Set up the tea service on one end of the table. Brew tea in several varieties for your guests, including at minimum one caffeinated black tea and one non-caffeinated herbal tea. Each variety of tea should be in its own teapot, preferably with the tea leaves removed or within a strainer so guests do not end up with tea leaves in their cups. You do not need to use a matching tea service or silver tray if you do not own them, but don't forget to provide all the essential tea additions:
    • A creamer, or small pitcher, containing milk
    • A bowl of sugar containing sugar cubes and sugar tongs, or granulated white sugar and a small spoon
    • A pitcher of hot water for people who prefer to dilute their tea[9]
    • A tray of lemon slices for floating in tea, or thicker lemon wedges covered in gauze or other material to prevent spurting when squeezed[10]
  4. Image titled Set a Table for a Tea Party Step 13
    Set up coffee, hot cocoa, or an additional tea tray on the other end of the table. Unless you have a small number of guests, you may wish to set up two stations for guests to serve themselves hot beverages. Coffee or hot cocoa is appreciated by some guests who do not enjoy tea, but if you know your guests are all tea-drinkers, you may simply provide a variety of tea options instead.
    • Provide all the necessary tea additions on both ends of the table. If serving coffee, only sugar and cream are necessary at the coffee station.
  5. Image titled Set a Table for a Tea Party Step 14
    Provide small plates, teacups, and spoons. If you are hosting a sit-down tea party, see the section on formal place settings. For a buffet style party, stack these neatly at both ends of the table, or at one end if space is limited. You will need at minimum one small plate, one teacup, and one small stirring spoon for each guest. It's a good idea to include extras in case of accidents, mislaid plates, or unexpected guests.
    • If you do not own enough tea cups, consider borrowing them from neighbors or hosting a casual "bring your own teacup or coffee cup" party. Many inveterate tea or coffee drinkers have favorite cups at home, but be prepared to provide a few extras for guests who do not bring one.[11]
  6. Image titled Set a Table for a Tea Party Step 15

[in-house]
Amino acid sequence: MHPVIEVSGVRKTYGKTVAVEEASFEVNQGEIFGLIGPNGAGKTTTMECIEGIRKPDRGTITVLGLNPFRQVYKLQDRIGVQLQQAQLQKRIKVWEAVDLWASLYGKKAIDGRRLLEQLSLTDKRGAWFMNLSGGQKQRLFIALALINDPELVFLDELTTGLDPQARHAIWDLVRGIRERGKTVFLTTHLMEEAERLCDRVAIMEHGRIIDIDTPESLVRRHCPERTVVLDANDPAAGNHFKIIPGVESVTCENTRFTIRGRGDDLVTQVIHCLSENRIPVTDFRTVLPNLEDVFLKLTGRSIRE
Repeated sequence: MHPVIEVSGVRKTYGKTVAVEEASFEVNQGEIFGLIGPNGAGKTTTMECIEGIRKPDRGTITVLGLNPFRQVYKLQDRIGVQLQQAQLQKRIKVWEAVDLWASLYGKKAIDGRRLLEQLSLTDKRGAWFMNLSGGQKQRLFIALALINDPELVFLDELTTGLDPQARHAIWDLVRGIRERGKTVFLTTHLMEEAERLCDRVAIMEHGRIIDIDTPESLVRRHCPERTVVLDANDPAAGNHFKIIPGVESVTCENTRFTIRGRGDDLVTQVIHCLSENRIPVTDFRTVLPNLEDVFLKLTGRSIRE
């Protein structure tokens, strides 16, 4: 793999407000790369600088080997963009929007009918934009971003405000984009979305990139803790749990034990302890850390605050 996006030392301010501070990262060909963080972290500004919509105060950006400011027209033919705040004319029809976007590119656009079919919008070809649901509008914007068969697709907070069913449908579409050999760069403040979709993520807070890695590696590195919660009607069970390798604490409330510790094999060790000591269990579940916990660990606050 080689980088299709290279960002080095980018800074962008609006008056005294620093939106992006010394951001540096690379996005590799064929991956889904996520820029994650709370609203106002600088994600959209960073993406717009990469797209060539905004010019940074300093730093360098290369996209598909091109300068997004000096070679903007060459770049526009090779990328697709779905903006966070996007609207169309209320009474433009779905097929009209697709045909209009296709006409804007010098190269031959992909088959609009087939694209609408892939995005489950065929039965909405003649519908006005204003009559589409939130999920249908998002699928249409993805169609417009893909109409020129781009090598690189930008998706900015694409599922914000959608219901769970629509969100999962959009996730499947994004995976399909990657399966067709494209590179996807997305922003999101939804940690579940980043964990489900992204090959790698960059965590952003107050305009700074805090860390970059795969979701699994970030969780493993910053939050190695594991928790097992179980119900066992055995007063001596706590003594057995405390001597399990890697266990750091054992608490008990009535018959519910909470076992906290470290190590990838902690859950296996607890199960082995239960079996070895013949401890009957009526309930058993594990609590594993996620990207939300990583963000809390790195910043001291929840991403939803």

Remember additional tableware and cutlery if the food requires it. If serving food that cannot be eaten by hand, include forks and knives next to the other cutlery. Soup requires small bowls and soup spoons, whereas pudding and other soft desserts require smaller dessert spoons. Small dishes of jam, clotted cream, or other additions to toast or scones should each have their own small serving spoon.
    • If you are not certain which foods to serve, see the suggestions below. Typically, an afternoon tea party does not serve food that requires cutlery. This makes it easier for guests to serve themselves at the table, and to walk around and talk while holding a plate of food.
  7. Image titled Set a Table for a Tea Party Step 16
    Provide savory and sweet foods on the middle of the table. Small sandwiches with the crusts cut off are the most common savory food at afternoon tea parties, but deviled eggs are also common in some areas such as the American South.[12] Provide at least one tray or large plate with a tidy assortment of these or similar small, savory foods. On another area of the table, place trays or plates of sweet foods, such as English-style biscuits (cookies), small cakes, and/or scones.
    • If using three-tiered cake stands instead of trays, the traditional arrangement is to place scones on the top tier, tea sandwiches and savory snacks on the middle tier, and sweet food on the bottom tier.[13]
  8. Image titled Set a Table for a Tea Party Step 17
    Provide cold drinks on a side table, or the main table if no side table is available. If you have a side table, set it up far enough from the main table that guests can reach one without blocking access to the other. This is a good place to provide cold drinks such as lemonade or iced tea. Alcohol is not typically served during small afternoon teas, but larger or more celebratory occasions may call for champagne, white wine, sherry, or port.
    • Another tray of snacks may be provided on this side table if desired.
  9. Image titled Set a Table for a Tea Party Step 18
    Decorate the table (optional). Decorations are typically bright and cheery to match the afternoon setting, but you may provide any decorations you wish. Flowers are a common decoration, but try to avoid strong-scented bouquets that could bother guests or set off allergies. Instead, strew a few rose petals around or place a small vase of unscented or lightly scented flowers.
    • Make sure not to block access to the food or overcrowd the table with large or unwieldy decorations. Decorating after you've placed the food and drinks on the table allows you to adjust to the remaining space on the table.
  10. Image titled Set a Table for a Tea Party Step 19
    Make seating available elsewhere (optional). Most afternoon teas serve only "finger food" such as scones, sandwiches, and biscuits. Because these are easy to eat while standing or seated away from a table, setting a formal dining table is not required. If you have enough room to seat every guest, you may provide chairs or couches in a living room or garden.
    • One option for large tea parties is to set up smaller coffee tables with a few chairs at each one. Cover each table with a matching tablecloth if possible.


  • You may use a Russian-style samovar to serve tea instead of a teapot. Use tall, slender glasses instead of tea cups in the Russian style, but make sure the glasses are heat-safe.[14]
  • Using old-fashioned doilies can increase the elegance of the tea party. You can find genuine hand-embroidered doilies in antique stores or on online auctions under "antique linens."
  • Food suitable for an afternoon tea party includes finger sandwiches, cookies or biscuits, cakes, cupcakes, brandy snaps, pavlova, lamingtons, tarts, etc.

Things You'll Need

  • Tablecloth
  • Chairs
  • Plates
  • Tea cups
  • Spoons
  • Vase with flowers
  • Rose petals sprinkled around the table
  • Cake stands

Article Info

Categories: Dinner Parties | Theme Parties